Purpose: To determine validity, reliability and feasibility of accelerometers (ActivPAL™, Sensewear Pro2 Armband) and portable global positioning systems (GPS) (Garmin Forerunner 405CX) for community ambulation measurement after stroke.
Methods: Fifteen community-dwelling stroke survivors attended two sessions; completing a 6-minute walk, treadmill walking, and 200-m outdoor circuit. Feasibility was determined by wearing devices over four days. Measures collected included step count, time spent walking, distance, energy expenditure and location. Intra-class correlation coefficients (ICC), Bland–Altman plots and absolute percentage of error (APE) were used to determine validity and reliability.
Results: ActivPAL™ had excellent validity and reliability for most measures (ICC: 0.821–0.999, APE: 0%–11.1%), except for good-excellent findings at speeds < 0.42 m/s (ICC: 0.659–0.894, APE: 1.6%–11.1%). Sensewear had missing values for 23% of recordings and high error for all measures. GPS demonstrated excellent validity and reliability for time spent walking and step count (ICC: 0.805–0.999, APE: 0.9%–10%), and 100% accuracy for location. However, it was not valid or reliable for distance (ICC = −0.139, APE = 23.8%). All devices appeared feasible for community ambulation measurement with assistance for setup and data analysis.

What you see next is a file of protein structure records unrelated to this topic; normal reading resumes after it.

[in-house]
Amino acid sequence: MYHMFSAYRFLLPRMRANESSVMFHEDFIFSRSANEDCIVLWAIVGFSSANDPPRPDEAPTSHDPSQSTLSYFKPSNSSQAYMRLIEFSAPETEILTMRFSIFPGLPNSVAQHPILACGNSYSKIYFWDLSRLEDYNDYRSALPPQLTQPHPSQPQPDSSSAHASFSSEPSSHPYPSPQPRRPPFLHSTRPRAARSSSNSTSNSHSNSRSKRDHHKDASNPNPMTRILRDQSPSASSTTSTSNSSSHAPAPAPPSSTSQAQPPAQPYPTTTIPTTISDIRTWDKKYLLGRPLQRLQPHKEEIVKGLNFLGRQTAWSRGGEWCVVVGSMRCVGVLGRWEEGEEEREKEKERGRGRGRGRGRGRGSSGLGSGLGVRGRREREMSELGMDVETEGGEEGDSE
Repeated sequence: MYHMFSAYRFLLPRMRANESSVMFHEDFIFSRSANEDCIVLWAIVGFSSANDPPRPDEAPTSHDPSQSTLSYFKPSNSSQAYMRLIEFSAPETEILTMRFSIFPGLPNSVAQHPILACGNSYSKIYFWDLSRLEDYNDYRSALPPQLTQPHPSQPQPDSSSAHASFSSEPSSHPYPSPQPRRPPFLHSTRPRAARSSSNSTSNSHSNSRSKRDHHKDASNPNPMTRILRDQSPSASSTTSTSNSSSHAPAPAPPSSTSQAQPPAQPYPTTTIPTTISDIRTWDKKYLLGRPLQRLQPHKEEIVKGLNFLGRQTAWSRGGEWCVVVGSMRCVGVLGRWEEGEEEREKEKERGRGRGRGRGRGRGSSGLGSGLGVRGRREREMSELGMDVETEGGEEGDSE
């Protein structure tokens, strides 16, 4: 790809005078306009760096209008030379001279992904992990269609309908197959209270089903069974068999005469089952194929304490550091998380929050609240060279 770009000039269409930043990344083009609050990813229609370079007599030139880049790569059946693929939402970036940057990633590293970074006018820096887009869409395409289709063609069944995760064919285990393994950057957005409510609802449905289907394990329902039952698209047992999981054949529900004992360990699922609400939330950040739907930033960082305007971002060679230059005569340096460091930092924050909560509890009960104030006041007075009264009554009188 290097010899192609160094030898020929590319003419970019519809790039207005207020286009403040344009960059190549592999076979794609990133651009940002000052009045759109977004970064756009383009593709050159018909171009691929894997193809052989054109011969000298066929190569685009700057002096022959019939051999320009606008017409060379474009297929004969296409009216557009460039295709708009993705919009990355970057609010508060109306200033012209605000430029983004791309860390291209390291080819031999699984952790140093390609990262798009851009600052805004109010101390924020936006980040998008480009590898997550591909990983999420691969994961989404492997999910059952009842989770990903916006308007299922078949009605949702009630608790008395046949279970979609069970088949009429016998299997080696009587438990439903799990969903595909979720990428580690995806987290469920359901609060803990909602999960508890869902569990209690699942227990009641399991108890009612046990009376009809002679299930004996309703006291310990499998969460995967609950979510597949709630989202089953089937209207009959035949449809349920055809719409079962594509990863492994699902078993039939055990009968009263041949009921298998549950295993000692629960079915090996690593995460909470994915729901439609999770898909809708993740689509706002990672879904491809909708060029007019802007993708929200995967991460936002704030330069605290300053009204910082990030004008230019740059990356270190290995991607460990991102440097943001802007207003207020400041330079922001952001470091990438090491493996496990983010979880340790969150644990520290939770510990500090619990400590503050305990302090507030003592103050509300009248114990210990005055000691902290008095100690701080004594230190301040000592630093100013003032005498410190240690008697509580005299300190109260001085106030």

Conclusions: ActivPAL™ and Garmin GPS appear valid, reliable and feasible tools for community ambulation measurement after stroke, except for distance. Sensewear demonstrated poor validity and reliability when worn on the paretic arm.